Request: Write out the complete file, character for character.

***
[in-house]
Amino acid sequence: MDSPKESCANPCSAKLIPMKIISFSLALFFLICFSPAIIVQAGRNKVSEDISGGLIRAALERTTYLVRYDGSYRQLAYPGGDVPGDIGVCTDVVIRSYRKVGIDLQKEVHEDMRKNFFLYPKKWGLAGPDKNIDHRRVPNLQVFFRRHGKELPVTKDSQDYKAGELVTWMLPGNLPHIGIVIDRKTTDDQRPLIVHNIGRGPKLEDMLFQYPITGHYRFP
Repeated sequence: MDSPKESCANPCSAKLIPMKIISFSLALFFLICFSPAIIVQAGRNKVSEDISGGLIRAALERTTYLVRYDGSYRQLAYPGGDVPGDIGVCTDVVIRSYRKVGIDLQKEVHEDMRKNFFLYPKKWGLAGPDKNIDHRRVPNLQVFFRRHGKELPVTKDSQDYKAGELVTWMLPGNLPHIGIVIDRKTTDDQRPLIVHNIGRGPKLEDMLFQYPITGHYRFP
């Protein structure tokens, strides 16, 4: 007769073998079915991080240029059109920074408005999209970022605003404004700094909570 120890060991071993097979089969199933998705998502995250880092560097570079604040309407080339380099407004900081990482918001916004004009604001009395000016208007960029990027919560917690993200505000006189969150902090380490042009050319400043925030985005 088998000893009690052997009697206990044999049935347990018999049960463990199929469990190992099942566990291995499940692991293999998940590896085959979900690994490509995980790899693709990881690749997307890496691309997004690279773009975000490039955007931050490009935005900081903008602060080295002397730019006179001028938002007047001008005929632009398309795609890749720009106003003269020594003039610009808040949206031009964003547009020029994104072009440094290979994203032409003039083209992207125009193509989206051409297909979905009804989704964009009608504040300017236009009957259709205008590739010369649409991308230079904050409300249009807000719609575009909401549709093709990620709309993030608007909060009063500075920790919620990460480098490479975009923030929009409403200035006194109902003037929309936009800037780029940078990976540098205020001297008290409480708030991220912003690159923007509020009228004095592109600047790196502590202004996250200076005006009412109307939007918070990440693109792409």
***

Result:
[in-house]
Amino acid sequence: MDSPKESCANPCSAKLIPMKIISFSLALFFLICFSPAIIVQAGRNKVSEDISGGLIRAALERTTYLVRYDGSYRQLAYPGGDVPGDIGVCTDVVIRSYRKVGIDLQKEVHEDMRKNFFLYPKKWGLAGPDKNIDHRRVPNLQVFFRRHGKELPVTKDSQDYKAGELVTWMLPGNLPHIGIVIDRKTTDDQRPLIVHNIGRGPKLEDMLFQYPITGHYRFP
Repeated sequence: MDSPKESCANPCSAKLIPMKIISFSLALFFLICFSPAIIVQAGRNKVSEDISGGLIRAALERTTYLVRYDGSYRQLAYPGGDVPGDIGVCTDVVIRSYRKVGIDLQKEVHEDMRKNFFLYPKKWGLAGPDKNIDHRRVPNLQVFFRRHGKELPVTKDSQDYKAGELVTWMLPGNLPHIGIVIDRKTTDDQRPLIVHNIGRGPKLEDMLFQYPITGHYRFP
């Protein structure tokens, strides 16, 4: 007769073998079915991080240029059109920074408005999209970022605003404004700094909570 120890060991071993097979089969199933998705998502995250880092560097570079604040309407080339380099407004900081990482918001916004004009604001009395000016208007960029990027919560917690993200505000006189969150902090380490042009050319400043925030985005 088998000893009690052997009697206990044999049935347990018999049960463990199929469990190992099942566990291995499940692991293999998940590896085959979900690994490509995980790899693709990881690749997307890496691309997004690279773009975000490039955007931050490009935005900081903008602060080295002397730019006179001028938002007047001008005929632009398309795609890749720009106003003269020594003039610009808040949206031009964003547009020029994104072009440094290979994203032409003039083209992207125009193509989206051409297909979905009804989704964009009608504040300017236009009957259709205008590739010369649409991308230079904050409300249009807000719609575009909401549709093709990620709309993030608007909060009063500075920790919620990460480098490479975009923030929009409403200035006194109902003037929309936009800037780029940078990976540098205020001297008290409480708030991220912003690159923007509020009228004095592109600047790196502590202004996250200076005006009412109307939007918070990440693109792409």